Skip to main content

Use of Organic Acids for the Control of Clostridium perfringens in Cooked Vacuum-Packaged Restructured Roast Beef during an Alternative Cooling Procedure

Buy Article:

$37.00 plus tax (Refund Policy)

Abstract:

This study was conducted to determine how well Clostridium perfringens spores germinate and grow in restructured roast beef treated with different commercial organic salts during an alternative chilling procedure. The meat was prepared according to an industrial recipe (10% water, 1.5% sodium chloride, and 0.5% sodium triphosphate). The base meat was treated with sodium citrate at 2 or 4.8% (wt/wt), buffered to a pH of 5.6, 5.0, or 4.4 (six treatments); a 60% (wt/wt) solution of sodium lactate at 2 or 4.8% (wt/wt); sodium acetate at 0.25% (wt/wt); or sodium diacetate at 0.25% (wt/wt). Untreated meat was used as a control. Meat samples were inoculated with a three-strain cocktail of C. perfringens spores (strains ATCC 10388, NCTC 8238, and NCTC 8239). Meat was vacuum packaged in bags and cooked in a stirred water bath to an internal temperature of 75°C for 20 min, and then the bags were cooled from 54.4 to 4.4°C within 18 h. Samples were taken after inoculation, after cooking, and after chilling. Spore and vegetative cell counts were obtained after incubation at 37°C for 8 to 10 h in Fung's Double Tubes containing tryptose sulfite agar without egg yolk enrichment. Cooking was not sufficient to eliminate C. perfringens spores. Over the 18-h cooling period, sodium citrate, sodium lactate, and sodium diacetate reduced the growth of C. perfringens to <1 log unit, a growth level that meets U.S. Department of Agriculture performance standards. The use of sodium citrate or sodium lactate at a concentration of ≥2% (wt/wt) inhibited C. perfringens growth over the 18-h cooling period.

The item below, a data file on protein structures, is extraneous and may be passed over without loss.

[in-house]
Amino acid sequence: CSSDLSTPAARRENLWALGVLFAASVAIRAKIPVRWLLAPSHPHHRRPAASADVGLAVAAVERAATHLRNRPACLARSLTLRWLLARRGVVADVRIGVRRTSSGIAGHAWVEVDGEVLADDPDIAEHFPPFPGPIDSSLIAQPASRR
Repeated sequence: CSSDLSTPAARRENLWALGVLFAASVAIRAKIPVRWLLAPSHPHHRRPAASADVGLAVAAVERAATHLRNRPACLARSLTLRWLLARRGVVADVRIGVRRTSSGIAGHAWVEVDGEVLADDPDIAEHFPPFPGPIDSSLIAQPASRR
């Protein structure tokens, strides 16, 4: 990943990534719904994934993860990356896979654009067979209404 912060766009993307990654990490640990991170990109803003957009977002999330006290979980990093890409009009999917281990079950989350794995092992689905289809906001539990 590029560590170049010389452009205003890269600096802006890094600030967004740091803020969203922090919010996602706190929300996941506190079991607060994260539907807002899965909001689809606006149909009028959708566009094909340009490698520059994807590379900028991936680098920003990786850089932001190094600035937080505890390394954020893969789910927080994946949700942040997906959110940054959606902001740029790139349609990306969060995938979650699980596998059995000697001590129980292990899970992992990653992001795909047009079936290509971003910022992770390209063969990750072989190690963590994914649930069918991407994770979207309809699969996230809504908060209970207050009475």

Keywords:

Document Type: Research Article

Affiliations: Food Microbiology Laboratory, Department of Animal Sciences and Industry, Kansas State University, Manhattan, Kansas 66506-1600, USA

Publication date: August 1, 2003

More about this publication?
  • IAFP Members with personal subscriptions to JFP Online: To access full-text JFP or JMFT articles, you must sign-in in the upper-right corner using your Ingenta sign-in details (your IAFP Member Login does not apply to this website).

    The Journal of Food Protection (JFP) is a refereed monthly publication. Each issue contains scientific research and authoritative review articles reporting on a variety of topics in food science pertaining to food safety and quality. The Journal is internationally recognized as the leading publication in the field of food microbiology with a readership exceeding 11,000 scientists from 70 countries. The Journal of Food Protection is indexed in Index Medicus, Current Contents, BIOSIS, PubMed, Medline, and many others.

    Print and online subscriptions are available to IAFP Members and institutional subscribers. IAFP Members with a subscription to JFP Online will have access to all available JFP and JMFT content. Online visitors who are not IAFP Members or journal subscribers will be charged on a pay-per-view basis. Membership and subscription information is available at www.foodprotection.org.
  • Information for Authors
  • Submit a Paper
  • Subscribe to this Title
  • Membership Information
  • Information for Advertisers
  • Ingenta Connect is not responsible for the content or availability of external websites
iafp/jfp/2003/00000066/00000008/art00010
dcterms_title,dcterms_description,pub_keyword
6
5
20
40
5

Access Key

Free Content
Free content
New Content
New content
Open Access Content
Open access content
Subscribed Content
Subscribed content
Free Trial Content
Free trial content
Cookie Policy
X
Cookie Policy
Ingenta Connect website makes use of cookies so as to keep track of data that you have filled in. I am Happy with this Find out more